Late complications of vertebral artery dissection in children: pseudoaneurysm, thrombosis, and recurrent stroke.
ABSTRACT Craniocervical arterial dissection is an important cause of childhood arterial ischemic stroke, accounting for 7.5% to 20% of cases. Significant neurologic morbidity and mortality may result and recurrence risk may be higher than in adults. However, the natural history and long-term outcome of pediatric dissection are poorly studied. We report 3 cases of extracranial vertebral artery dissection with complications including pseudoaneurysm formation, recurrent stroke, and late spontaneous thrombosis of the dissected artery. These cases illustrate the dynamic processes involved in vascular injury and healing of vertebral artery dissection in children over years, with potential implications for long-term management and prevention of recurrence.
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ABSTRACT: We present a case of a rebleeding remote from a vertebral artery dissection associated with subarachnoid haemorrhage. A 7-year-old boy without any antecedent presented a traumatic dissection of the vertebral artery with subarachnoid haemorrhage. After a conservative treatment, the morphology of the vertebral artery became normal and the boy was asymptomatic. Four months later, a rebleeding occurred on the same vertebral artery, whose morphological review was normal. Mechanisms and cases of rebleeding in the literature are discussed. An inflammatory vasculopathy was suspected and discussed.Neurochirurgie 12/2011; 58(1):30-3. · 0.32 Impact Factor
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ABSTRACT: OPINION STATEMENT: Diagnosis of craniocervical arterial dissection (CCAD) in children begins with a careful history and physical in a child with a transient ischemic attack (TIA) or arterial ischemic stroke (AIS). The extent of radiologic evaluation for suspected CCAD is based upon careful consideration of the risks associated with the best imaging techniques, weighed against the benefits of enhanced vascular imaging with better diagnostic sensitivity. Although conventional angiography (CA) and CT angiography (CTA) have a higher sensitivity than magnetic resonance angiography (MRA), they are accompanied by risks: for CA, femoral hematoma, femoral arterial pseudoaneurysm, recurrent AIS, and radiation exposure; for CTA, radiation. For children (non-neonates) with suspected CCAD, MRI with MRA is recommended as the first-line imaging study. MRI usually includes diffusion-weighted, FLAIR, and T1 images of the brain, and T1 or T2 fat-saturation axial imaging through the neck. MRA should include 3D time-of-flight MRA of the head and neck (from the aortic arch through the circle of Willis). Contrast-enhanced MRA should be highly considered in neck imaging. If MRI/MRA is equivocal, CCAD is strongly suspected but not detected on MRI/MRA (especially in the posterior circulation), or the child has recurrent events, additional imaging of the craniocervical vasculature is likely warranted. Individual clinical circumstances warrant careful, case-by-case consideration. Treatment of CCAD in children is challenging and differs for intracranial and extracranial dissections. In extracranial CCAD, we most commonly use anticoagulation for 6 weeks to 6 months in patients with TIA or AIS. Typically, unfractionated heparin is used in the acutely ill patient at heightened risk for bleeding (because of its short half-life), whereas low-molecular-weight heparin (LMWH) or warfarin are reserved for the stable patient. If the history is suspicious for dissection (head and neck trauma, recent cervical chiropractic manipulation, recent car accident, or neck pain), we consider treatment for dissection even with normal MRI/MRA. For patients with CCAD with a stroke size greater than one third to one half of the middle cerebral artery territory (or other bleeding risk factors) and extracranial CCAD, in whom there is concern about heightened risk for hemorrhagic conversion, we commonly use aspirin therapy during the acute phase. Regardless of their treatment in the initial weeks to months, we subsequently treat all patients with aspirin for 1 year after their event, and sometimes longer if they have other risk factors. Interventional techniques, such as extracranial cerebral arterial stent placement or selective occlusion, are understudied in children. Interventional techniques are typically reserved for patients who fail aggressive medical management and have recurrent TIA or AIS. The diagnosis and treatment of intracranial dissection is extraordinarily challenging in children, in whom inflammatory intracranial arteriopathies are common. When intracranial arteriopathy is clearly associated with dissection, the clinician should look for the presence of subarachnoid hemorrhage and/or dissecting aneurysm. Treatment decisions should be made by a multidisciplinary pediatric stroke team, given the lack of data in this area. Intracranial cerebral artery stent placement carries high risk and is not recommended for intracranial CCAD in children. Most importantly, we educate all children with CCAD and their parents about the paucity of evidence in the treatment of this disease, the risks of enhanced imaging techniques such as CTA or CA, and the challenges involved in weighing the risks of aggressive therapies and interventions against the costs of unclear diagnosis and potentially ineffective treatments. We also educate our patients with CCAD about the signs and symptoms of recurrence and the importance of emergent evaluation.Current Treatment Options in Neurology 12/2011; 13(6):636-48. · 1.94 Impact Factor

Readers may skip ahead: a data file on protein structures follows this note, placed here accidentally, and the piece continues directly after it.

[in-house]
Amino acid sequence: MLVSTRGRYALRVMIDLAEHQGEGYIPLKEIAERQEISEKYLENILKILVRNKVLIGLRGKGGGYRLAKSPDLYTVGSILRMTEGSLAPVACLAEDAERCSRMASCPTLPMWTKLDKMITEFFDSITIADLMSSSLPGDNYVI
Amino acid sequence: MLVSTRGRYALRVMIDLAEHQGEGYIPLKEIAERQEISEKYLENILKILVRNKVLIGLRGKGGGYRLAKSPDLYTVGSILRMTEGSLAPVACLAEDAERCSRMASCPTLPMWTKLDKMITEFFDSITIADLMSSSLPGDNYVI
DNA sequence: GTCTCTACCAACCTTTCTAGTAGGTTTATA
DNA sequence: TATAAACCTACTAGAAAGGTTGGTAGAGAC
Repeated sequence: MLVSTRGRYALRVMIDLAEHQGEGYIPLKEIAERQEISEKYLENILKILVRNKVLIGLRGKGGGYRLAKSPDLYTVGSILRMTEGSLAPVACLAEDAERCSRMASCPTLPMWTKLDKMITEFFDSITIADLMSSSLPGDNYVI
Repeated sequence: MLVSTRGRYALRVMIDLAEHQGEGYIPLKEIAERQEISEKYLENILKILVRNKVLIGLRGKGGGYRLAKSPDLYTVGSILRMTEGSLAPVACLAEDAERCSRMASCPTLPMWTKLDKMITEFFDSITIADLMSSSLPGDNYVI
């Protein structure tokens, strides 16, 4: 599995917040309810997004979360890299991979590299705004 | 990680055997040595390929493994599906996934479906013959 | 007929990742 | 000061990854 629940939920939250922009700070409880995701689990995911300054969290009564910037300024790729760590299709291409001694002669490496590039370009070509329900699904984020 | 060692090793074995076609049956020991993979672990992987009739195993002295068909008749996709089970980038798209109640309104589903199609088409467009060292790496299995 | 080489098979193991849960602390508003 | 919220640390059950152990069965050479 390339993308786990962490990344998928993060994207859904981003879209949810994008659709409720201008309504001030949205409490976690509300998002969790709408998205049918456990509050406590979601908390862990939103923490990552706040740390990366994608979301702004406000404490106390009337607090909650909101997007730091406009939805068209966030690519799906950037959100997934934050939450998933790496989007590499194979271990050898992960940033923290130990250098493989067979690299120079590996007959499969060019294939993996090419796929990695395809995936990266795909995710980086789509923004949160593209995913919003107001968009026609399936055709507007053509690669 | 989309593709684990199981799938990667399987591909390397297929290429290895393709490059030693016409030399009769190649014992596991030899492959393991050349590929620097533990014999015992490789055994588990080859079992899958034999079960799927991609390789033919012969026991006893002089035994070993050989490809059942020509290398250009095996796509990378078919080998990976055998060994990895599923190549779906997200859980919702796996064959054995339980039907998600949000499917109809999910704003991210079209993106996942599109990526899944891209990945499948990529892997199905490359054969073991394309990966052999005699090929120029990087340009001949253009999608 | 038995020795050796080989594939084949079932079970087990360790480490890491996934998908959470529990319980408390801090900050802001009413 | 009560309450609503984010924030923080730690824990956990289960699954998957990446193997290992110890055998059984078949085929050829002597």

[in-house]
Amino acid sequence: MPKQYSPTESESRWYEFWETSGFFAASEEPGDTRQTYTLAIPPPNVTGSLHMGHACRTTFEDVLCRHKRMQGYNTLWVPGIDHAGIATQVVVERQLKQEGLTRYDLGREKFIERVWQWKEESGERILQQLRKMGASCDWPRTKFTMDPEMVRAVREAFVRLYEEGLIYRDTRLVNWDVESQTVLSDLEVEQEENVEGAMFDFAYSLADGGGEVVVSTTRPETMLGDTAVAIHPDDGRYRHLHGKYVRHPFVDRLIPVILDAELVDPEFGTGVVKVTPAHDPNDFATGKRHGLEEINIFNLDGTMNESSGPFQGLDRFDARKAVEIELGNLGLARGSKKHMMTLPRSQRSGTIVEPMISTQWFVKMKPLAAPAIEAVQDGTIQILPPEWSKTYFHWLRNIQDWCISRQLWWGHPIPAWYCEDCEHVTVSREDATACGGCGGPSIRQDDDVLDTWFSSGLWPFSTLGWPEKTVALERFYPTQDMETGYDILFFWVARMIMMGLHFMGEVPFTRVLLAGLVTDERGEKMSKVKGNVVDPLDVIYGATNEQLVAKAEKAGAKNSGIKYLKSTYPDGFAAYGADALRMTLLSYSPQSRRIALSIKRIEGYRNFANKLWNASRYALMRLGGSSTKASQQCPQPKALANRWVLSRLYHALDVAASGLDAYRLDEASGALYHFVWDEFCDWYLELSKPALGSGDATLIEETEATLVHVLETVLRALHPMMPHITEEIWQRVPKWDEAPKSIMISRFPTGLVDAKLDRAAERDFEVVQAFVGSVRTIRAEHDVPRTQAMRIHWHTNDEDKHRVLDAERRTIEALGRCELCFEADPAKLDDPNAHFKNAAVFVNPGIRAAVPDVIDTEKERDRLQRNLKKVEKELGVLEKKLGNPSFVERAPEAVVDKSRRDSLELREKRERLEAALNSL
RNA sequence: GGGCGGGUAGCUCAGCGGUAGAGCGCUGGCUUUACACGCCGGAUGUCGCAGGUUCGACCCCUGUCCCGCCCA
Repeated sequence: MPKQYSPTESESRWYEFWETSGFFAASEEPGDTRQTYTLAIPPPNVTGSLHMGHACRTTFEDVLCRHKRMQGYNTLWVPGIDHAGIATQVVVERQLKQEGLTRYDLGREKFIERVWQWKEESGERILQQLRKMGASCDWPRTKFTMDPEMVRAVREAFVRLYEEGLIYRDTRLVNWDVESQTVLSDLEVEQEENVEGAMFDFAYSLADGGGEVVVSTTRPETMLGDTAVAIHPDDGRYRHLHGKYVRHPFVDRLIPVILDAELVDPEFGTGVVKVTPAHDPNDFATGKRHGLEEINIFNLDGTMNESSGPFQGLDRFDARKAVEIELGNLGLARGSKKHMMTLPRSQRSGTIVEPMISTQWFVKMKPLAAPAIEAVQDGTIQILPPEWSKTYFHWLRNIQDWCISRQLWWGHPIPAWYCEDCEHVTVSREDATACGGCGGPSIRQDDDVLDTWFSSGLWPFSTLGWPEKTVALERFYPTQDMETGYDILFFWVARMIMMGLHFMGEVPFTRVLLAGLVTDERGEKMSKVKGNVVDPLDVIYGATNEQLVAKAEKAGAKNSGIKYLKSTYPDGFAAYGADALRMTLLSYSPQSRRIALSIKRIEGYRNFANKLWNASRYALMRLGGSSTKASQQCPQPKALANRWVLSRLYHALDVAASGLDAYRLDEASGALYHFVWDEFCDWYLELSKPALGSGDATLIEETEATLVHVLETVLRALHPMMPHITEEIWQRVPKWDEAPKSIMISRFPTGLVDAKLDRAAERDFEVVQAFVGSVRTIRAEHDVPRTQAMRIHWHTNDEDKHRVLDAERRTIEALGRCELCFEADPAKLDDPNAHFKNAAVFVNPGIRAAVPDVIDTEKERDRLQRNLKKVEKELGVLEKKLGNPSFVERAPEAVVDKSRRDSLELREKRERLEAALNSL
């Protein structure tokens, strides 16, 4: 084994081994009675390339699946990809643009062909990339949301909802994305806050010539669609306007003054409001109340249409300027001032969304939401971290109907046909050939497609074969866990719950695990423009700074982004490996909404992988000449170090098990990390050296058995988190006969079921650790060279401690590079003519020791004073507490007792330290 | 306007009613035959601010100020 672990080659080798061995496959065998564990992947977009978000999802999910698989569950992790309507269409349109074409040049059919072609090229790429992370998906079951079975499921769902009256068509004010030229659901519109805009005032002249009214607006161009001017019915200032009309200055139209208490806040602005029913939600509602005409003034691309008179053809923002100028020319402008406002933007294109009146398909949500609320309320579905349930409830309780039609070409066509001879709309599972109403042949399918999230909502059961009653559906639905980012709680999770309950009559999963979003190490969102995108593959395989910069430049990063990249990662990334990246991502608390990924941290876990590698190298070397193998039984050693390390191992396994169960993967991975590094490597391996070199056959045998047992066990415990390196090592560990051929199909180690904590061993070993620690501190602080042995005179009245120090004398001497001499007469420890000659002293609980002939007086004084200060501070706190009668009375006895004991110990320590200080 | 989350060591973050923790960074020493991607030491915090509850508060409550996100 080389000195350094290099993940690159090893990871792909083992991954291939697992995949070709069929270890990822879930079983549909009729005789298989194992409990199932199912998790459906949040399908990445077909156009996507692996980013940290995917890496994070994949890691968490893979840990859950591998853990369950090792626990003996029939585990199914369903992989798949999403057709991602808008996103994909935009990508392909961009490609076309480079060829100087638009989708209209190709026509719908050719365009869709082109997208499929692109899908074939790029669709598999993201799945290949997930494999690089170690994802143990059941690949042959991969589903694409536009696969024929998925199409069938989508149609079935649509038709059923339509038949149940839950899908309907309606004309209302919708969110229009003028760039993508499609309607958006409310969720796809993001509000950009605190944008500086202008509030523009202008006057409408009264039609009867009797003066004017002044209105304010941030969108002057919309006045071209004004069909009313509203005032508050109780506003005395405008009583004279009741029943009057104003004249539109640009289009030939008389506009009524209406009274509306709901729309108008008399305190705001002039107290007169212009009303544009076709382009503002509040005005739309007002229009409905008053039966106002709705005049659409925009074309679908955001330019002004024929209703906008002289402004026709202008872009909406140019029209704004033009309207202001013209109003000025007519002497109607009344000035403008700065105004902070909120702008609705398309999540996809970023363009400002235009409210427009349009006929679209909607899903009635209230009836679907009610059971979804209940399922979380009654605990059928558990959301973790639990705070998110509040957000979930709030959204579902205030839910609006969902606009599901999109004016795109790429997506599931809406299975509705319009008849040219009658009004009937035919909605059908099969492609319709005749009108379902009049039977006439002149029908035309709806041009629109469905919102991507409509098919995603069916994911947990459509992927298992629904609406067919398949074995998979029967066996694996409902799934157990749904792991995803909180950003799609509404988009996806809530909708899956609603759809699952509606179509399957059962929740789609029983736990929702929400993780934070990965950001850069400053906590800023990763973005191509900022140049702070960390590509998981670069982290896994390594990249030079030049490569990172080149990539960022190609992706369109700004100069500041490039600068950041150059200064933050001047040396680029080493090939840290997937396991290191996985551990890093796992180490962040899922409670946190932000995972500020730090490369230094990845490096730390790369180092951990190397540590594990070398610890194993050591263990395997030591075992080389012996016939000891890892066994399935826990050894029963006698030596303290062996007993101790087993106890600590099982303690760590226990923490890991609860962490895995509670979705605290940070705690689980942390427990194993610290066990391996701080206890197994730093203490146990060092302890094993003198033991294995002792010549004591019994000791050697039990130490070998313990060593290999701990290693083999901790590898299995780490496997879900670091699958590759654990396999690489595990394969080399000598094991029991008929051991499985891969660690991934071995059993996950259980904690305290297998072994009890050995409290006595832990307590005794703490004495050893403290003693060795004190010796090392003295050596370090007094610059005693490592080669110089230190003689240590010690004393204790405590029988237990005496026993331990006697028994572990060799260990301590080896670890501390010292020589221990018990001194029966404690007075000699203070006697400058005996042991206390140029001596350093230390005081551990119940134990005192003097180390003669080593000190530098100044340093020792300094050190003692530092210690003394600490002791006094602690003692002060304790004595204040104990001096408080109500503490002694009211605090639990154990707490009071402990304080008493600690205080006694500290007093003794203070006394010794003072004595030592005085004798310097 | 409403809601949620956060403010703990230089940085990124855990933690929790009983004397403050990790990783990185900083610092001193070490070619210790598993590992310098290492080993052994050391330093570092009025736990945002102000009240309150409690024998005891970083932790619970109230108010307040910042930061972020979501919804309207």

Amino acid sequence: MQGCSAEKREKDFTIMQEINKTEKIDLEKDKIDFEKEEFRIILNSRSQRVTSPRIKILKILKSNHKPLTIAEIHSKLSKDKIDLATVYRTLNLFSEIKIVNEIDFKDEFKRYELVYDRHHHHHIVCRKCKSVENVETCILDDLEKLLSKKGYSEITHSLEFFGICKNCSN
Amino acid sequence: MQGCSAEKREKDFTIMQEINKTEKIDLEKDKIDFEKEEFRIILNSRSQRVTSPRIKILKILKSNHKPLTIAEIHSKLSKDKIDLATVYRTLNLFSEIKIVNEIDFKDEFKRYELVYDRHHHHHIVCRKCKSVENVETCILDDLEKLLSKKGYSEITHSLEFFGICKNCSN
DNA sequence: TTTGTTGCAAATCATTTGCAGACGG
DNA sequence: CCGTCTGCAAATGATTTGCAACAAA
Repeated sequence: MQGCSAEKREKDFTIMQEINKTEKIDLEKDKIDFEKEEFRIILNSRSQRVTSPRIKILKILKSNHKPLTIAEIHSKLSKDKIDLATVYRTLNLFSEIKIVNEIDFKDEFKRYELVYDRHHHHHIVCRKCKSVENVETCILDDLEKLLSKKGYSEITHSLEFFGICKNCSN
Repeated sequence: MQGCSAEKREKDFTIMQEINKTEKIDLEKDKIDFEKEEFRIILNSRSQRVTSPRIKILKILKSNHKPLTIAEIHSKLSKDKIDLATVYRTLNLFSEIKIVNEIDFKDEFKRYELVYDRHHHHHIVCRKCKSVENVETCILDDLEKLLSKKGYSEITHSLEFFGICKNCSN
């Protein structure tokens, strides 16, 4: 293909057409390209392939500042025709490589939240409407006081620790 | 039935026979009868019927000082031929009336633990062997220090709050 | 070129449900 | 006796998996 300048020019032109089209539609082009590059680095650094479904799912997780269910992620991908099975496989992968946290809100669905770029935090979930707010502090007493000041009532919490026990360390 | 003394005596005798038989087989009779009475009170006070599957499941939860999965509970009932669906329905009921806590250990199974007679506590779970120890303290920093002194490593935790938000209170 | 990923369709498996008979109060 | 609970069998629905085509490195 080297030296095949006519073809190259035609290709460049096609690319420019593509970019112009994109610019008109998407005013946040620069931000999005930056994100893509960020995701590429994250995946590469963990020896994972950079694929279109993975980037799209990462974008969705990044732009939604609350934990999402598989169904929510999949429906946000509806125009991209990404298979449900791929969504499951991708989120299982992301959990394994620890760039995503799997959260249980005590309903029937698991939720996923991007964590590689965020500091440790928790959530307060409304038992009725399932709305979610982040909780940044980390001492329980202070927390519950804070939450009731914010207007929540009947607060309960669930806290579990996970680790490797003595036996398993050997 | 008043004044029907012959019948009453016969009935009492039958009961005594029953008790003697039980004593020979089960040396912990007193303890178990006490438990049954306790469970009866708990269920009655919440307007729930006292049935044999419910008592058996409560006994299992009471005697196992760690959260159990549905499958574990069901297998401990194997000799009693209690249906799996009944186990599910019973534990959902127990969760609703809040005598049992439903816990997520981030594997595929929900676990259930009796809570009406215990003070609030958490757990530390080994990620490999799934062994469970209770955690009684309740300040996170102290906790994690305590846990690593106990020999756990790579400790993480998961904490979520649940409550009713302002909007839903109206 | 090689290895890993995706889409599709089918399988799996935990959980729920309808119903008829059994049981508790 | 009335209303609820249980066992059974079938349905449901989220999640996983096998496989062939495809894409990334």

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ABSTRACT: Blunt cerebrovascular injury (BCVI) has been well described in the adult trauma literature. The risk factors, proper screening, and treatment options are well known. In pediatric trauma, there has been very little research performed regarding this injury. We hypothesize that the incidence of BCVI in children is lower than the 1% reported incidence in adult studies and that many children at risk are not being screened properly. This is a multi-institutional retrospective cohort study of pediatric patients (<15 years) admitted with blunt trauma to six American College of Surgeons-verified Level 1 pediatric trauma centers between October 2009 and June 2011. All patients with head, neck, or face injuries who were high risk for BCVI based on Memphis criteria were analyzed. Of 5,829 blunt trauma admissions, 538 patients had at least one of the Memphis criteria. Only 89 (16.5%) of these patients were screened (16 patients had more than one test) by angiography (64 by computed tomography angiography, 39 by magnetic resonance angiography, and 2 by conventional angiography), while 459 (83.5%) were not screened. Screened patients differed from unscreened patients in Injury Severity Score (ISS) (22.6 ± 13.3 vs. 13.3 ± 9.9, p < 0.0001) and head and neck Abbreviated Injury Scale (AIS) score (3.7 ± 1.2 vs. 2.8 ± 1.2, p < 0.0001). The incidence of BCVI in our total population was 0.4% (23 patients). Of the 23 patients with BCVI, 3 (13%) had no risk factors for the injury. The odds of having sustained BCVI in a patient with one or more of the risk factors was 4.0 (95% confidence interval, 1.1-14.2). BCVI in Level 1 pediatric trauma centers is diagnosed less frequently than in adult centers. However, screening was performed in a minority of high-risk patients who may explain the reported lower incidence of BCVI in children. Pediatric surgeons need to become more vigilant about screening pediatric patients with high-risk criteria for BCVI. Prognostic/epidemiologic study, level III; therapeutic study, level IV.The journal of trauma and acute care surgery. 12/2013; 75(6):1006-1012.